Everything we write should be intentional—the words we use, the events we emphasize, the emotions we evoke, the themes we build, etc. But when our writing doesn’t match our intentions, we might need trusted feedback that forces us to justify our choices.
There’s no “one right way” in publishing. We can probably all think of ways that don’t work, but there are often several paths that do lead to success. The same applies to encouragement advice. We often see two kinds of encouragement in the writing world: pushy and sympathetic. Either way can work, depending on who we are at this moment in time.
Last week, we talked about the different kinds of editing and editors, and we also talked about how to evaluate editors. Now let’s dig deeper into some of the variations we might encounter when evaluating editors. By understanding these variations, we might better be able to find our perfect match.
When we need to open our wallet for editing services, we want to make sure that we’re spending our money on quality editing for our needs. Let’s see if we can come up with tips, questions, and processes that will help us evaluate editors for our needs.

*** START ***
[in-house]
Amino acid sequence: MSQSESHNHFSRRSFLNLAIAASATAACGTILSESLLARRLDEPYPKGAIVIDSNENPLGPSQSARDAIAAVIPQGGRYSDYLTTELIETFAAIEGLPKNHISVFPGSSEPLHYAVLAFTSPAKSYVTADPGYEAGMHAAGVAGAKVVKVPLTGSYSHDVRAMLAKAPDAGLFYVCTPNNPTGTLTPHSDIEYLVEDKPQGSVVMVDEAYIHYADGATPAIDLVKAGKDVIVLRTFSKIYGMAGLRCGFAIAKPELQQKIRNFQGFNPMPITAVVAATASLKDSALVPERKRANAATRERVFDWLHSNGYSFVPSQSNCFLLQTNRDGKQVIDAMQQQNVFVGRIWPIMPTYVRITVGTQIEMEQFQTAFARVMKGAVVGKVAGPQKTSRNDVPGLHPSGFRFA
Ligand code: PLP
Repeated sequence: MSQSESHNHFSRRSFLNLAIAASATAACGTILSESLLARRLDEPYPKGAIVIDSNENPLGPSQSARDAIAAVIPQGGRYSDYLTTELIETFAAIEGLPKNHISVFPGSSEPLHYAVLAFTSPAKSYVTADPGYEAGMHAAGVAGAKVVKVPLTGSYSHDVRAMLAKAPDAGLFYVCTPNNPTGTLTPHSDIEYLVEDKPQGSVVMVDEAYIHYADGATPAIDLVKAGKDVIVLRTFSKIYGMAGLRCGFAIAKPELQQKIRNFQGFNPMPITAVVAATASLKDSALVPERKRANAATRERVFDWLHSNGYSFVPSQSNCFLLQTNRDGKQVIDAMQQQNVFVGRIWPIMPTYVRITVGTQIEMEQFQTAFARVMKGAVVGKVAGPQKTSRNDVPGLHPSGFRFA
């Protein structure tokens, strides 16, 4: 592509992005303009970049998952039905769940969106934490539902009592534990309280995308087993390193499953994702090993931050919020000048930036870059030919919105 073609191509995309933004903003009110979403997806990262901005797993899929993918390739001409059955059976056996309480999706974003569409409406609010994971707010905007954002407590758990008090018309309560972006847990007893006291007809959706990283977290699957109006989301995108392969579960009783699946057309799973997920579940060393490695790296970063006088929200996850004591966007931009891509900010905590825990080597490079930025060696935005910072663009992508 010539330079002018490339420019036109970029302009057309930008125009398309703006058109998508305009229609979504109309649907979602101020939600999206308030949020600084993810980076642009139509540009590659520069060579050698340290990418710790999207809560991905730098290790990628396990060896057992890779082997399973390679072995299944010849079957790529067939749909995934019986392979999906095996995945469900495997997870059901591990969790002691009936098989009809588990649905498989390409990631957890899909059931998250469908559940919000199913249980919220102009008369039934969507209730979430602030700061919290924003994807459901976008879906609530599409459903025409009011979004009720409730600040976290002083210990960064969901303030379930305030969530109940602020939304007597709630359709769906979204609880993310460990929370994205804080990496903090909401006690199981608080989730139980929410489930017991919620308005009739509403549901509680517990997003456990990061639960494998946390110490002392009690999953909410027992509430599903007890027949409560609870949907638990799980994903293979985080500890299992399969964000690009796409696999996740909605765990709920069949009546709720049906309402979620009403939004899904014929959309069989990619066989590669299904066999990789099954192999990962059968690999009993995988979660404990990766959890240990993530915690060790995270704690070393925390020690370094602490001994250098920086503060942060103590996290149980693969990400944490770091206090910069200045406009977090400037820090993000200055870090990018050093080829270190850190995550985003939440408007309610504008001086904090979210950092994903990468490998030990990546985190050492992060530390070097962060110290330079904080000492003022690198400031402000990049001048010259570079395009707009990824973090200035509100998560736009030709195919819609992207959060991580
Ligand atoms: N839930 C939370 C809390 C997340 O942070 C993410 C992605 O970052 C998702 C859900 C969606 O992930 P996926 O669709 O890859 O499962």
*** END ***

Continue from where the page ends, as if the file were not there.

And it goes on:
No matter how good we are self-editing, we can’t catch every unclear meaning or typo in our own work. But there are different kinds of editors, and if we have a limited budget, we might not know what type of editors are most important for our success. Let’s take a closer look at the types of editing and when we might (or might not) need that type of editing.
No matter how we publish, we have to come up with a great book description. Queries and blurbs have always been my weak point, so I asked my editors at each stage of the editing process for help. Julie Glover’s here today with tips for how to go from good to great.
One way we develop our characters is by figuring out their false belief: What lie do they tell themselves? Now the fun thing is to think about how that idea applies in the real world. Just like our characters, we tend to hold false beliefs and lie to ourselves as well.
Probably no one can claim to be an expert at making sure the cool character in our head makes it onto the page. We can only guess at how readers will interpret what we tell them. Advice can help us share our brain with our readers as much as possible, but the process will never—ever—be completely clean.
There’s no shortage of blog posts about what makes characters likable to readers. Yet readers still read and enjoy stories with unlikable characters. Why? Let’s take a look at what options we have for creating characters that compel readers to keep turning pages.